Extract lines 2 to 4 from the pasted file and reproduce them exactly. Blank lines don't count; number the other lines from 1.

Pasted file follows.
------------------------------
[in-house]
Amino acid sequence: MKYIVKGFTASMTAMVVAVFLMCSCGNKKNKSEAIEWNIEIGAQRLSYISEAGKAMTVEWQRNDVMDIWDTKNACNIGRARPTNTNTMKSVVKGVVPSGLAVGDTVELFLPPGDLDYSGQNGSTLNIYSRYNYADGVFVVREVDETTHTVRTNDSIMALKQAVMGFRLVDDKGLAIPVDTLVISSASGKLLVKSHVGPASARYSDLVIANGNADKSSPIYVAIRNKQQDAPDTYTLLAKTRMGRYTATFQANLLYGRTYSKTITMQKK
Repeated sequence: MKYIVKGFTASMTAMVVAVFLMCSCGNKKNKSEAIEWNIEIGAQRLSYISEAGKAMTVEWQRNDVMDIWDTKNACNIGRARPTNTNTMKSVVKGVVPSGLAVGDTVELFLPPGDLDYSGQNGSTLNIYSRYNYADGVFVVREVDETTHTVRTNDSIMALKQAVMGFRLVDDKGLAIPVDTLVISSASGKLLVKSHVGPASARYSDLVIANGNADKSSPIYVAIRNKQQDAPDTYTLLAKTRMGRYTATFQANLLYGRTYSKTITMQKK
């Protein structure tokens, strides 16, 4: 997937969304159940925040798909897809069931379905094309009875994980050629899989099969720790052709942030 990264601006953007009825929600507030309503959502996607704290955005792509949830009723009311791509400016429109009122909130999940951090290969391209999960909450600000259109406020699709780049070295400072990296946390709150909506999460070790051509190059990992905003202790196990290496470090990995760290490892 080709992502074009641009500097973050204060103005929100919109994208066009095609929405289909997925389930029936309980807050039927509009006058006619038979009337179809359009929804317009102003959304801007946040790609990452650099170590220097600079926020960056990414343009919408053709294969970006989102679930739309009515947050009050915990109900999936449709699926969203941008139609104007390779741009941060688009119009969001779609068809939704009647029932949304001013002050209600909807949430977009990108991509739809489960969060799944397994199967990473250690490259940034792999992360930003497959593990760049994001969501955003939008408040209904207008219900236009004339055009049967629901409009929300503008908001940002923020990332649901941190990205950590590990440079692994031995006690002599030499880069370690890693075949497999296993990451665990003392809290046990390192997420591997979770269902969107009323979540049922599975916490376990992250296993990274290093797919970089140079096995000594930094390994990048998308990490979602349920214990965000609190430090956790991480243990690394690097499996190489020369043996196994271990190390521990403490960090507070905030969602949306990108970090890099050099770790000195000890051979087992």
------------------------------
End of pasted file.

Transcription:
Amino acid sequence: MKYIVKGFTASMTAMVVAVFLMCSCGNKKNKSEAIEWNIEIGAQRLSYISEAGKAMTVEWQRNDVMDIWDTKNACNIGRARPTNTNTMKSVVKGVVPSGLAVGDTVELFLPPGDLDYSGQNGSTLNIYSRYNYADGVFVVREVDETTHTVRTNDSIMALKQAVMGFRLVDDKGLAIPVDTLVISSASGKLLVKSHVGPASARYSDLVIANGNADKSSPIYVAIRNKQQDAPDTYTLLAKTRMGRYTATFQANLLYGRTYSKTITMQKK
Repeated sequence: MKYIVKGFTASMTAMVVAVFLMCSCGNKKNKSEAIEWNIEIGAQRLSYISEAGKAMTVEWQRNDVMDIWDTKNACNIGRARPTNTNTMKSVVKGVVPSGLAVGDTVELFLPPGDLDYSGQNGSTLNIYSRYNYADGVFVVREVDETTHTVRTNDSIMALKQAVMGFRLVDDKGLAIPVDTLVISSASGKLLVKSHVGPASARYSDLVIANGNADKSSPIYVAIRNKQQDAPDTYTLLAKTRMGRYTATFQANLLYGRTYSKTITMQKK
């Protein structure tokens, strides 16, 4: 997937969304159940925040798909897809069931379905094309009875994980050629899989099969720790052709942030 990264601006953007009825929600507030309503959502996607704290955005792509949830009723009311791509400016429109009122909130999940951090290969391209999960909450600000259109406020699709780049070295400072990296946390709150909506999460070790051509190059990992905003202790196990290496470090990995760290490892 080709992502074009641009500097973050204060103005929100919109994208066009095609929405289909997925389930029936309980807050039927509009006058006619038979009337179809359009929804317009102003959304801007946040790609990452650099170590220097600079926020960056990414343009919408053709294969970006989102679930739309009515947050009050915990109900999936449709699926969203941008139609104007390779741009941060688009119009969001779609068809939704009647029932949304001013002050209600909807949430977009990108991509739809489960969060799944397994199967990473250690490259940034792999992360930003497959593990760049994001969501955003939008408040209904207008219900236009004339055009049967629901409009929300503008908001940002923020990332649901941190990205950590590990440079692994031995006690002599030499880069370690890693075949497999296993990451665990003392809290046990390192997420591997979770269902969107009323979540049922599975916490376990992250296993990274290093797919970089140079096995000594930094390994990048998308990490979602349920214990965000609190430090956790991480243990690394690097499996190489020369043996196994271990190390521990403490960090507070905030969602949306990108970090890099050099770790000195000890051979087992």